PS - Here's some very bad advice - he suggests putting all your photos on a CD, then deleting every other copy of the images you had!! Has he not heard the saying "putting all your eggs in once basket"? Doesn't he realise that you can easily lose one CD, you can easily scratch a CD, or the CD can fail if it's a cheap CD, hence why I'm suggesting numerous backups above. This person agrees.

Here's some good advice suggesting numerous, multiple backups in numerous locations. Here's some more on the subject to do with how long film/prints last compared to digital...

Funny take on Film vs Digital: here.

^ I really wish I could find where I read this.

Comments

Phil said…
Oh, and just a note: I read that at this stage we're not entirely sure, but it's possible that CD-Rs and that may not actually hold their data accurately for more than 10 years or so. Apparently CD-RWs are better at it (although, obviously somebody can wipe one of those for you). So in an ideal world we ought to keep multiple copies, and should probably reburn copies every 5 years or so. Using DVD-Rs, you could probably reburn a large collection quite easily.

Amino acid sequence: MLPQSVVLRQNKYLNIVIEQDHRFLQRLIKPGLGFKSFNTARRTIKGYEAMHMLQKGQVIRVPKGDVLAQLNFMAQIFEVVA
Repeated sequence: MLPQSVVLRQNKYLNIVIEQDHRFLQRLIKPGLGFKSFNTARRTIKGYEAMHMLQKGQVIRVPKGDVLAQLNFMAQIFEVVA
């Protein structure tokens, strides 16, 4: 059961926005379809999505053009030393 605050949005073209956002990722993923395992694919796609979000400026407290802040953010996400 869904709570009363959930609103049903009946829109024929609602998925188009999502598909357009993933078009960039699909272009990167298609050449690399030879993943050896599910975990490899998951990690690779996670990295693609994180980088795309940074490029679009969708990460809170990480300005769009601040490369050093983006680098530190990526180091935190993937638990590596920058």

Joshua said…
Yep I've heard various things about CDs, but apparently you can get archival quality CDs that should last 100 years. That's why numerous different types of backup would be the best - removable USB HD, etc, although CDs/DVDs aren't as automated as tape/HD backups which makes it awkward.